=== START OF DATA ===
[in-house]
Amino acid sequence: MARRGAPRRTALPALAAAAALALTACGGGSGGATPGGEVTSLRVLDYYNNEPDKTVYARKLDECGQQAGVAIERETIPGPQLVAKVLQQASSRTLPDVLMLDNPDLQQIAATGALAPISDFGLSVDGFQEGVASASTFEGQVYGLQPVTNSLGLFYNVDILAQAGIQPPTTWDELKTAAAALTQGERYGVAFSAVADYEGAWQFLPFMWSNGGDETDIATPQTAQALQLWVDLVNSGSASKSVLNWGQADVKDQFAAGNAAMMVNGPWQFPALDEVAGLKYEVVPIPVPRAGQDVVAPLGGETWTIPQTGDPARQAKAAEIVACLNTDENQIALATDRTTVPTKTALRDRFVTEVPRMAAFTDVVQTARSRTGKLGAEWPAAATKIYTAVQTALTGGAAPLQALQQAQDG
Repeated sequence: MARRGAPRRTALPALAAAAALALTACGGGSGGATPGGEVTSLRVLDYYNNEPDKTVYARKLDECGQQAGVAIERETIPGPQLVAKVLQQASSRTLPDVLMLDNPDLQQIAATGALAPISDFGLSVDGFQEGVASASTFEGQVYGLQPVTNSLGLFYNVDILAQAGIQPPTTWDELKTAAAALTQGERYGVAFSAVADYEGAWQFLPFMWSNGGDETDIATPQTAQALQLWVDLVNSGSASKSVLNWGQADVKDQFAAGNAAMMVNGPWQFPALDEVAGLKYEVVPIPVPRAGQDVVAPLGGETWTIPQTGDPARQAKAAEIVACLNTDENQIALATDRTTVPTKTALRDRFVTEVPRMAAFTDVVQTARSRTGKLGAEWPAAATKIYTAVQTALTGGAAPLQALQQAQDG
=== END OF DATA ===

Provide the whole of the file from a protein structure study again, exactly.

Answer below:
[in-house]
Amino acid sequence: MARRGAPRRTALPALAAAAALALTACGGGSGGATPGGEVTSLRVLDYYNNEPDKTVYARKLDECGQQAGVAIERETIPGPQLVAKVLQQASSRTLPDVLMLDNPDLQQIAATGALAPISDFGLSVDGFQEGVASASTFEGQVYGLQPVTNSLGLFYNVDILAQAGIQPPTTWDELKTAAAALTQGERYGVAFSAVADYEGAWQFLPFMWSNGGDETDIATPQTAQALQLWVDLVNSGSASKSVLNWGQADVKDQFAAGNAAMMVNGPWQFPALDEVAGLKYEVVPIPVPRAGQDVVAPLGGETWTIPQTGDPARQAKAAEIVACLNTDENQIALATDRTTVPTKTALRDRFVTEVPRMAAFTDVVQTARSRTGKLGAEWPAAATKIYTAVQTALTGGAAPLQALQQAQDG
Repeated sequence: MARRGAPRRTALPALAAAAALALTACGGGSGGATPGGEVTSLRVLDYYNNEPDKTVYARKLDECGQQAGVAIERETIPGPQLVAKVLQQASSRTLPDVLMLDNPDLQQIAATGALAPISDFGLSVDGFQEGVASASTFEGQVYGLQPVTNSLGLFYNVDILAQAGIQPPTTWDELKTAAAALTQGERYGVAFSAVADYEGAWQFLPFMWSNGGDETDIATPQTAQALQLWVDLVNSGSASKSVLNWGQADVKDQFAAGNAAMMVNGPWQFPALDEVAGLKYEVVPIPVPRAGQDVVAPLGGETWTIPQTGDPARQAKAAEIVACLNTDENQIALATDRTTVPTKTALRDRFVTEVPRMAAFTDVVQTARSRTGKLGAEWPAAATKIYTAVQTALTGGAAPLQALQQAQDG